Page updated: 25.11.11


Osteopaths, chiropractors and manipulative therapists all perform treatment on the muscles and bones of the body. In particular, these practitioners place emphasis on the spine and most treatments will focus on ensuring full mobility of the spine. This usually entails ‘manipulation’ when the two opposing surfaces of a spinal joint are ‘opened’ up to break down adhesions.

Full manipulation of a joint, usually, only takes place after work has been carried out to rebalance the muscles that support the joint. For example, a patient with neck problems, who might benefit from manipulation, would normally undergo soft tissue work, exercise routines and mobilisation before manipulation. This enables the muscles and ligaments that support the joint to regain tone and balance before full manipulation is attempted. This gradual process allows the body to adapt at its own pace and over the years I have found it to be the most successful method of treating spinal imbalances.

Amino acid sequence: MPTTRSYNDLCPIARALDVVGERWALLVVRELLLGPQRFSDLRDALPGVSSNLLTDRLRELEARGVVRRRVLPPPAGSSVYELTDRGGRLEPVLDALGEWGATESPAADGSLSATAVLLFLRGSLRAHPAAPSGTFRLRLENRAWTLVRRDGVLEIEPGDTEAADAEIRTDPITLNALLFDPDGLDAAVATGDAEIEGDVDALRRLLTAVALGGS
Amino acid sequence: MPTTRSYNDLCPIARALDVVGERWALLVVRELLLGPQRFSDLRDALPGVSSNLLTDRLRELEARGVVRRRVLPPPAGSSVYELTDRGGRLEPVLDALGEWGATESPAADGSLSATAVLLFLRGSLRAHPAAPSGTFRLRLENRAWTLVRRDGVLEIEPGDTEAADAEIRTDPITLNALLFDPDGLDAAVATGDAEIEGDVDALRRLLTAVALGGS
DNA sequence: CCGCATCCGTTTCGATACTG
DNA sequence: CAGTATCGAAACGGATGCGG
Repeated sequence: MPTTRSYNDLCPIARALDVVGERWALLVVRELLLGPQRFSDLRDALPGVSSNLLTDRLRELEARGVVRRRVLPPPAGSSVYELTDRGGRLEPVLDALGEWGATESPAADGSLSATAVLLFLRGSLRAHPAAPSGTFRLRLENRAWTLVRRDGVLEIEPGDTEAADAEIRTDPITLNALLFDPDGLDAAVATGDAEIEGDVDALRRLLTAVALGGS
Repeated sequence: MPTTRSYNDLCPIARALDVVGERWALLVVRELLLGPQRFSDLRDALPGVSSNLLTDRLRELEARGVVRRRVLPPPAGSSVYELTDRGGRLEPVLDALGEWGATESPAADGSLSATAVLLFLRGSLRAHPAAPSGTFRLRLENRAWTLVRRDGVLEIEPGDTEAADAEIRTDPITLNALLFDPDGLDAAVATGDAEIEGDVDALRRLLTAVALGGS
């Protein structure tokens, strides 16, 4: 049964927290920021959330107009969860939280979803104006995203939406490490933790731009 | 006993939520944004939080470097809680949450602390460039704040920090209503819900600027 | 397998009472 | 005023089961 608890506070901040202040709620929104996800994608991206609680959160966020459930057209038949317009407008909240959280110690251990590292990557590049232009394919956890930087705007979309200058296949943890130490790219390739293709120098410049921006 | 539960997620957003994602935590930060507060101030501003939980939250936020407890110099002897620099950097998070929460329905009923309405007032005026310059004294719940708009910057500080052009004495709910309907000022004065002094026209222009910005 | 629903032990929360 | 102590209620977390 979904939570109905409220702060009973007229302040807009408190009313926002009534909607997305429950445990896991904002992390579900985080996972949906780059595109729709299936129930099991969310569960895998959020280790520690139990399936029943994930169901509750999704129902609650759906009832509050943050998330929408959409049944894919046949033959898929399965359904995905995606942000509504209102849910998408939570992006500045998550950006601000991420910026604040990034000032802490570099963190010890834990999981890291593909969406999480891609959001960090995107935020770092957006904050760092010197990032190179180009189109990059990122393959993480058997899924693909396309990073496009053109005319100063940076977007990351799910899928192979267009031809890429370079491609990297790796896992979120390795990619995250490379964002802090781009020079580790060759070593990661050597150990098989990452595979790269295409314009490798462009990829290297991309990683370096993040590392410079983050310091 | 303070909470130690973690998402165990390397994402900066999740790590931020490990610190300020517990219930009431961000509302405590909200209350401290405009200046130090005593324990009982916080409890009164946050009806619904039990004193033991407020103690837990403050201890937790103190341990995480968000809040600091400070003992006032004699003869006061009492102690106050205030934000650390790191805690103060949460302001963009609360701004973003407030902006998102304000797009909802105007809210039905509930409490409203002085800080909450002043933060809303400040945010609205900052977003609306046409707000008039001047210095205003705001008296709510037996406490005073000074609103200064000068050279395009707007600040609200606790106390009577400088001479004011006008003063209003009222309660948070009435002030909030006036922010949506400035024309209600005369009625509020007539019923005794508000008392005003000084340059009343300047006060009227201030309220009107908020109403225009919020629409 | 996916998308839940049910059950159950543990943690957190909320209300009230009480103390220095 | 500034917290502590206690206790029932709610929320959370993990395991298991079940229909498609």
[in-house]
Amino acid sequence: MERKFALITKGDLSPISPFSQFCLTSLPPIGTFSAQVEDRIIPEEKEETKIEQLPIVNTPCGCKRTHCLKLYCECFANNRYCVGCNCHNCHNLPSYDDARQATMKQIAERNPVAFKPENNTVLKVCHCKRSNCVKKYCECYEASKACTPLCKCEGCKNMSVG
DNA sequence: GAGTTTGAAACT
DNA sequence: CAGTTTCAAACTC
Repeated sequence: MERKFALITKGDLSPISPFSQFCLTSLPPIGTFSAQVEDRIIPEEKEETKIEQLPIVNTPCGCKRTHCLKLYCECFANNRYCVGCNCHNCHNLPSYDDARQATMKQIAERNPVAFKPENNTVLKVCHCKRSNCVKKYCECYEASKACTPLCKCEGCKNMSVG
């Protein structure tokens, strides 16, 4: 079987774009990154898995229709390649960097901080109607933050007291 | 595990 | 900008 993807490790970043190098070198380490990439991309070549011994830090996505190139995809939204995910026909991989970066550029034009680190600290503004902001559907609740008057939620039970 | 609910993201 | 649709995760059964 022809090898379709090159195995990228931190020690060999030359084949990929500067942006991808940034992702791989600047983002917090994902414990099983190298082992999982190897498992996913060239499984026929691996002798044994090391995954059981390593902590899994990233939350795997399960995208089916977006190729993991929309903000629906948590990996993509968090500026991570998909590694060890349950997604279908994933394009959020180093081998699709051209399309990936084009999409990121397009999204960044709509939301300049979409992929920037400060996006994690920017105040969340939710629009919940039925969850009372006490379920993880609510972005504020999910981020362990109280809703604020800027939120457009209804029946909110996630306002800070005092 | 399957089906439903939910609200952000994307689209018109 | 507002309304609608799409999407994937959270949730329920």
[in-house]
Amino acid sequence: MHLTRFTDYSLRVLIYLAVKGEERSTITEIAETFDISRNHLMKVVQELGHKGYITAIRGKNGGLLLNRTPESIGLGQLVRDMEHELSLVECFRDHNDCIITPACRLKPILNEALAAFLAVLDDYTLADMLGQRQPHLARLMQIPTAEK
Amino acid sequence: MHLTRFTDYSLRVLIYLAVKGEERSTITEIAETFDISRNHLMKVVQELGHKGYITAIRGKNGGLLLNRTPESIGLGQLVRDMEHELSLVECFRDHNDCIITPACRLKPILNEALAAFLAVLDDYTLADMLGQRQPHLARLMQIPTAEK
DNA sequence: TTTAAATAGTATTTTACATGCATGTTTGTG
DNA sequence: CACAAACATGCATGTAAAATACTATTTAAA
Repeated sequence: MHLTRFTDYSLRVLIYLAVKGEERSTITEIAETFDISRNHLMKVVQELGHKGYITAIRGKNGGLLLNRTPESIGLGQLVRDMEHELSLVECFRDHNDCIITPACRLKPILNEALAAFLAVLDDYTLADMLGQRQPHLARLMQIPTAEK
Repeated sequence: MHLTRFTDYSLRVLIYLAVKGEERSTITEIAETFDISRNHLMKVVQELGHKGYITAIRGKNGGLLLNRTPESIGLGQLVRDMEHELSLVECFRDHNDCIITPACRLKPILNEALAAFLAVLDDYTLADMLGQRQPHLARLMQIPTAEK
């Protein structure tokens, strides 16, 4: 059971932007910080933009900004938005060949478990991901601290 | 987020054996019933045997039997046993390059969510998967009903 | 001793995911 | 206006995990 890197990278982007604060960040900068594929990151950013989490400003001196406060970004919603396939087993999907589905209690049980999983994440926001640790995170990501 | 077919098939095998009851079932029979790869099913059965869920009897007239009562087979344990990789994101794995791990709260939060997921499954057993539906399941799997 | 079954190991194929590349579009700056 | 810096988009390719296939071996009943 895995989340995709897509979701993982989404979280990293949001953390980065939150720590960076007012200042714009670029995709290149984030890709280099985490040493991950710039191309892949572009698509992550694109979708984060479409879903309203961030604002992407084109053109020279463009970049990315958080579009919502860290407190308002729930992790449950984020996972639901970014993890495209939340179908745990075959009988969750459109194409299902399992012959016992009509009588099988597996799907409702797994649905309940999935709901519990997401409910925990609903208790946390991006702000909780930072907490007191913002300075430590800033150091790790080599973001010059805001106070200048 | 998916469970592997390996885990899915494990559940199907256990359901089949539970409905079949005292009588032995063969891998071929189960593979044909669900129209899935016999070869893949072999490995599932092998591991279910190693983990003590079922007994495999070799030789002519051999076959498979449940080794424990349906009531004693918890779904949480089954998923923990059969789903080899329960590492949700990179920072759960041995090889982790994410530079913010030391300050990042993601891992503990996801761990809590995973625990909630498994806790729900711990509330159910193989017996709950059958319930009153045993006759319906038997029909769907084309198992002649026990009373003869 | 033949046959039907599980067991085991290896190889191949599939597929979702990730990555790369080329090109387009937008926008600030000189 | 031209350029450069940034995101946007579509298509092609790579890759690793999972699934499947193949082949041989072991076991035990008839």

I may also use a combination of other techniques, for example; soft tissue work - relaxing muscle tension; increasing joint mobility, circulation, lymphatic and venous drainage; improving organ function and the absorption of nutrients; improving the secretion and transport of enzymes and hormones.

Neuromuscular techniques - using a variety of pressure and stretch techniques in order to restore muscle balance and tone. It aims to improve drainage of blood and lymph and to reduce fatty deposits, especially cellulite.

Muscle energy techniques - methods of treating shortened or tightened muscles.

Mobilisation of joints - encouraging joints to regain optimal movement by gentle, passive, stretching of the joints, with minimum pain.

Postural homework - patients may be encouraged to alter their posture, diet and lifestyle, in ways that will improve their future health.